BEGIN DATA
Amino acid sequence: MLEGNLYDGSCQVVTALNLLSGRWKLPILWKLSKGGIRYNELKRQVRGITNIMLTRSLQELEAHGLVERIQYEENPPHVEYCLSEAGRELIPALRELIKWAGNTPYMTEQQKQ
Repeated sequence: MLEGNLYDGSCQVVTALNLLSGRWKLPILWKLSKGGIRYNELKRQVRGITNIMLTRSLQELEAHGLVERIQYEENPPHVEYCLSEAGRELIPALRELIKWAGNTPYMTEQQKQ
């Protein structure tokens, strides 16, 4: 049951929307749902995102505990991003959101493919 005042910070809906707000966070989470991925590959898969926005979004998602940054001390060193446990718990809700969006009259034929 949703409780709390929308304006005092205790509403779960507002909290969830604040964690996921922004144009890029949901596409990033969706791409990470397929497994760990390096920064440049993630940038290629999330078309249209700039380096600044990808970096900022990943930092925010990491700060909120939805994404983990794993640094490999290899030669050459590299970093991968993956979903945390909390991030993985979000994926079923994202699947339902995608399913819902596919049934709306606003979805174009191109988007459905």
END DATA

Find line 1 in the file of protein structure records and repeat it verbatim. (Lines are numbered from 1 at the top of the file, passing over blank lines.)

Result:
Amino acid sequence: MLEGNLYDGSCQVVTALNLLSGRWKLPILWKLSKGGIRYNELKRQVRGITNIMLTRSLQELEAHGLVERIQYEENPPHVEYCLSEAGRELIPALRELIKWAGNTPYMTEQQKQ